I'm currently editing and proofreading letters of Edith Durham (1863-1944), sent from Montenegro in 1911 to members of the British Foreign Office. Edith, an accomplished artist, did not set out to be either a writer or an aid worker, but when she was touring the Balkans fighting broke out (which would turn into the Balkan War) and she responded to the plight of refugees there. This began her life-long interest in the Balkan peoples, and particularly in Albania, a country oppressed for centuries by the Ottoman Turks, and which now strongly wanted independence.
Her letters show her to be a remarkable woman, who is not afraid to speak her mind. I'm struck by her courage and tireless work (singlehandedly, it seems, and unpaid) to help Albanian refugees (mostly women and children) who had fled Turkish troops. There had been regular uprisings throughout the centuries, which were suppressed. But this time (1911) marked a weakening in Ottoman power, and the Turks agreed to terms (after inflicting horrible things on the population, burning homes and crops, pillaging, raping, etc).
Many Albanians had fled across the border to neighbouring Montenegro. It was agreed that if they returned, money would be given to them to rebuild their homes and to buy corn to eat. But the Great Powers of the time (Great Britain, France and Austria-Hungary) refused to guarantee the Turkish promises, which infuriated Edith, as she knew how unlikely the Turks were to keep their promises. She wrote: 'A terrible lot of quite unnecessary suffering was caused by hustling forcibly all these thousands of poor wretches back over the frontier in four days, before any preparations were made for them'.
It was very hot, water was scarce, there was no wood to replace the roofs on their houses and the rainy season was about to begin. None of the promised money had been given out and no steps taken to provide shelter, and she wrote that it was unbearable to think 'of those miserable people' homeless in the streets in the 'torrents of rain'.
A practical woman, she set to work, buying and distributing flannel for people to make clothes. Then, to compound the miseries and difficulties, an outbreak of cholera meant that borders were closed, and the supplies necessary to provide shelters and rebuild homes, could not be shipped in. 'There is now no way of escape from here,' she wrote. 'The Montenegrin frontier is hermetically sealed.'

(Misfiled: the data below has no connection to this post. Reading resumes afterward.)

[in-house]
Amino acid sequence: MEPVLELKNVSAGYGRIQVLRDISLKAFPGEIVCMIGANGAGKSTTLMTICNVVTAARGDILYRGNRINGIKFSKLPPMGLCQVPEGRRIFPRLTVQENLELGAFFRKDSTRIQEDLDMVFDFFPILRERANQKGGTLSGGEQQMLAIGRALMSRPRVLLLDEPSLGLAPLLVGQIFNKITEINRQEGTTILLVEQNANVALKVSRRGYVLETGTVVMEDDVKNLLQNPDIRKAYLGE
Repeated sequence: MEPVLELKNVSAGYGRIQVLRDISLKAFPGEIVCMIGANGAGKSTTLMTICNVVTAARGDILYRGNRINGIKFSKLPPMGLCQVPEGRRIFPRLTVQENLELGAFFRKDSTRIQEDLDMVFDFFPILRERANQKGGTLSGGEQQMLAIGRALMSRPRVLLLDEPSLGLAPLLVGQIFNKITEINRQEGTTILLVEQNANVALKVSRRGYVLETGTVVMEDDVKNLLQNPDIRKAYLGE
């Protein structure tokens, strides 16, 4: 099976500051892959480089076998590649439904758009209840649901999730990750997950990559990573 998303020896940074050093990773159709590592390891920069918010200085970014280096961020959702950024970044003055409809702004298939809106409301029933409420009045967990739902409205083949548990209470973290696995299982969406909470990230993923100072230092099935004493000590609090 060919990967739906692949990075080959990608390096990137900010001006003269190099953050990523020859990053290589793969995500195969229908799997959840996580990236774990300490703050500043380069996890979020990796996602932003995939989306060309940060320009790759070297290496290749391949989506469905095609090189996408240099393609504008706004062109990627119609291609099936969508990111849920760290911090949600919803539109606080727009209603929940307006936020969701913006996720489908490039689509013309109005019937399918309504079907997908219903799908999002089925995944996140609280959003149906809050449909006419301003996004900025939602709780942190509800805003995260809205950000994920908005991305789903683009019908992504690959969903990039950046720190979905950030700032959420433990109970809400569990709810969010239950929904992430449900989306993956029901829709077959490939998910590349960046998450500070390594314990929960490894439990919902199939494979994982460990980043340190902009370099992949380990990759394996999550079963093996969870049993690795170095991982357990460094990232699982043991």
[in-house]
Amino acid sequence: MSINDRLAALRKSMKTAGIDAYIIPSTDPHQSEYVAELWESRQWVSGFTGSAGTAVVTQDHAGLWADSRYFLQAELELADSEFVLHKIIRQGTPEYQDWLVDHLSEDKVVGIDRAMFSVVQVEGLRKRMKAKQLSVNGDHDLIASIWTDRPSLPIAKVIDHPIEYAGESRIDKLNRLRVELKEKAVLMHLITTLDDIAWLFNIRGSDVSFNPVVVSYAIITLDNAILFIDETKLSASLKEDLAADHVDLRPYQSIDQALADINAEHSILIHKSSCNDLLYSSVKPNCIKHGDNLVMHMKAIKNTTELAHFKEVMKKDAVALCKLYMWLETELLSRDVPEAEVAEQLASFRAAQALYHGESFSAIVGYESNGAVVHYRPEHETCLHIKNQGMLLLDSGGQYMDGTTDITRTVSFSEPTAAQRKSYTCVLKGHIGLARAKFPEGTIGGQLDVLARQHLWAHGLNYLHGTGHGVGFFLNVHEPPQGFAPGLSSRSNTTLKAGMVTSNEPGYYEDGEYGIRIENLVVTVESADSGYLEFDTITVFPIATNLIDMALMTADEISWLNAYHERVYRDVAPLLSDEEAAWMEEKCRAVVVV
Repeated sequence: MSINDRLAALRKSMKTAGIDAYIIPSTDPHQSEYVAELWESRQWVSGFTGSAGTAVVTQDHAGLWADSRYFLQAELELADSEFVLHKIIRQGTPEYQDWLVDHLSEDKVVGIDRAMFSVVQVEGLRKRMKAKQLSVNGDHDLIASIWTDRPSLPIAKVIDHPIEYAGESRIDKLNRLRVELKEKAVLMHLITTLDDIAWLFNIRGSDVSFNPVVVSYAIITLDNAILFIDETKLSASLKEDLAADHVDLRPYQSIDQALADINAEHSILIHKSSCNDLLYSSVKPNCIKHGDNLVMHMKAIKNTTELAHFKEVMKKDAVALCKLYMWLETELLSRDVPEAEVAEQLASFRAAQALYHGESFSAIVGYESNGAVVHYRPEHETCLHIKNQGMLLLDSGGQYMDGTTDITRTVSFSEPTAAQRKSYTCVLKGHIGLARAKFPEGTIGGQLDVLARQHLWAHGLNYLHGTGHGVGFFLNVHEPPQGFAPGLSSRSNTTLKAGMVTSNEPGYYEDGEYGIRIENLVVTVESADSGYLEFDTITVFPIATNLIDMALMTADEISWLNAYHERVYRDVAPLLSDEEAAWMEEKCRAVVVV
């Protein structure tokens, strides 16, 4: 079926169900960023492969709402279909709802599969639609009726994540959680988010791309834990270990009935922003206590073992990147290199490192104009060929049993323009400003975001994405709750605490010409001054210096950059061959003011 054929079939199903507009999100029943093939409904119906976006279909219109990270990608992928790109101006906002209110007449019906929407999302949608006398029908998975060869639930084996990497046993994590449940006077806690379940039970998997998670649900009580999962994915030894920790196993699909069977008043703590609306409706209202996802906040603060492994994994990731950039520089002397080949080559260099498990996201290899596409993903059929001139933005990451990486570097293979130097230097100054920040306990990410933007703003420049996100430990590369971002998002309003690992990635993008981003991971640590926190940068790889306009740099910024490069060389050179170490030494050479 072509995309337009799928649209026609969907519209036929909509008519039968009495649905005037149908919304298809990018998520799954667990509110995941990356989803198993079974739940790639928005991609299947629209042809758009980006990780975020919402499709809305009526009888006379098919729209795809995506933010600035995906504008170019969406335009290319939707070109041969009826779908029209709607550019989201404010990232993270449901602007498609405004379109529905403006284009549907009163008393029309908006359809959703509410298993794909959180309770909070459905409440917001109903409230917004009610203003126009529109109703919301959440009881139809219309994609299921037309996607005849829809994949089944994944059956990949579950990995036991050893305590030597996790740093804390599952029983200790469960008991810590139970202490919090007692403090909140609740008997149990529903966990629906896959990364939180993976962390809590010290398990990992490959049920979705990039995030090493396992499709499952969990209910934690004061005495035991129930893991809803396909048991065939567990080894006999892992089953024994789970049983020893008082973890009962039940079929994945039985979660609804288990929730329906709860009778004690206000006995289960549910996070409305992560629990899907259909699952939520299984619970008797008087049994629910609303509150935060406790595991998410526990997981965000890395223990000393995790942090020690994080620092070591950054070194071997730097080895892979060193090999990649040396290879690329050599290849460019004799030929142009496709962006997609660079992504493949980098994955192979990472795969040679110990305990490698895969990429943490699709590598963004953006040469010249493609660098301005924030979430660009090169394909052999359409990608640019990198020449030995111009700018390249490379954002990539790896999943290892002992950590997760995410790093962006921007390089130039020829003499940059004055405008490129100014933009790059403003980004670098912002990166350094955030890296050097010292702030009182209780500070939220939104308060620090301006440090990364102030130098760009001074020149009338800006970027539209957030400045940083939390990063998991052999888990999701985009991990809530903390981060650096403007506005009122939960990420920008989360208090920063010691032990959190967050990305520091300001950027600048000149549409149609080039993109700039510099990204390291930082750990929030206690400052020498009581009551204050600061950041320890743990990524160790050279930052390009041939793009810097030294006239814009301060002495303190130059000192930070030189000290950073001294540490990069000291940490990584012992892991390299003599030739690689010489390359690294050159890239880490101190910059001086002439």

I couldn't help thinking of the parallels with today – the huge problems facing refugees fleeing hideous wars and not able to find shelter anywhere. And now the outbreak of the coronavirus has triggered emergency restrictions, closing schools and universities in Italy and 'hermetically sealing' areas in China.
The good news for Albania was that, after the misery and fighting, the country did gain its independence in 1912. Edith Durham was asked by the Albanian leaders if she would become their queen. She declined this honour. To the end of her days she worked on behalf of Albania, lobbying MPs and the Foreign Office for financial and moral support for this small, newly-independent country. She wrote several books about her experiences, the most well-known being The Struggle for Scutari and High Albania
An excellent biography of Edith Durham, Albania's Mountain Queen
by Marcus Tanner, was published in 2014.
I recently visited the Tate Modern, to see the Dora Maar exhibition. That day the sky was grey, the river was grey and the angular shapes of the tall glass buildings on London's skyline, they were grey too. Perhaps because of the slight mist in the air. The Tate Modern, with its red and mustard brick facade, stood out as colourful. Formerly the Bankside Power Station, I found its square and chunky lines appealing and welcoming.